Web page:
User Research in Virtual Worlds

November 14, 2007

At a recent conference in Sydney, Australia, Gary Bunker and Gabriele Hermansson presented their new project – ‘User Research in Virtual Worlds‘ lead by Hyro. Hyro’s aim is to build a research platform that would allow to research users within virtual worlds like Second Life, not only for their experiences there but also for their needs outside of it. Researchers will attempt to use virtual research – focus groups, interviews and user testing – in a practical way in design projects requiring complex user input.

The Focus group in Second Life was conducted as a trial to test its feasibility for future use, and as such a second focus group was conducted in parallel, in the physical world. This allowed them to benchmark the findings gathered in Second Life against those that were recorded during the traditional focus group session.

Testing in-world also removes some of the potential issues around testing by people with disabilities in real life such as:

  • Travel and costs
  • Supplying equipment, assistive technologies and support
  • Payment and possible conflict of interest if a tester already earns a salary or is on benefits. Presumably payment in Linden Dollars transcends these issues.

Lisa Herrod in her blog wrote:

Virtual Participants’ were recruited from both Australia and the UK, with the focus group being recorded with a media camera and chat logger.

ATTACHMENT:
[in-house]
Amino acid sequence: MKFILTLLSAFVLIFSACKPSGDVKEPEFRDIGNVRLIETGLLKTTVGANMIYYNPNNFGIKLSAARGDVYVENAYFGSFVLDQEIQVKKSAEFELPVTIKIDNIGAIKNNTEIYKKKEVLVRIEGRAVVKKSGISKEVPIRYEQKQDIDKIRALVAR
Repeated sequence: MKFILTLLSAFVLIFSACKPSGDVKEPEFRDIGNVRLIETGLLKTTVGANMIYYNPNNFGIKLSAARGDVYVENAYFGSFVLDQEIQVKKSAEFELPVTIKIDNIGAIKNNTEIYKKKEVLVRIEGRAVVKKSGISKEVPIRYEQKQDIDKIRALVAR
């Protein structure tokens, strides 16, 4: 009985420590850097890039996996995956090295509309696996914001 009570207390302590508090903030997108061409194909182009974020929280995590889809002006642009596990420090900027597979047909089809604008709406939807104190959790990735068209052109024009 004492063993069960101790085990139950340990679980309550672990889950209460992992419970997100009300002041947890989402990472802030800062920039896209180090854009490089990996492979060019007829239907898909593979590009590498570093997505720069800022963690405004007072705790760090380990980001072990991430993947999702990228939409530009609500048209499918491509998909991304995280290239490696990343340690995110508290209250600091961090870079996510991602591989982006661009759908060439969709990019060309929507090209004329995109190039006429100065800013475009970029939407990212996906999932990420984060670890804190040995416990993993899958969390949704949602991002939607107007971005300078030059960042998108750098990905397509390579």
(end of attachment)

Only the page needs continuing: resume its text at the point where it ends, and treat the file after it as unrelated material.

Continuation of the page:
Things that worked

* There was a high level of feedback
* Participants were comfortable
* There was a good level of interaction with the participants
* The focus group had an international reach, which was a requirement of the testing
* Findings of the online session matched those recorded in the offline session

Things that didn’t work so well

* Online sessions took about one and a half times as long (i.e. 1.5 hrs online and 1hr offline)
* There were multiple conversation threads running at the same time, which were difficult to track
* The response time of some participants was slow
* It was confusing if participants weren’t identified directly by name during discussion, as it was at times difficult to indicate who the focus group facilitator was addressing.

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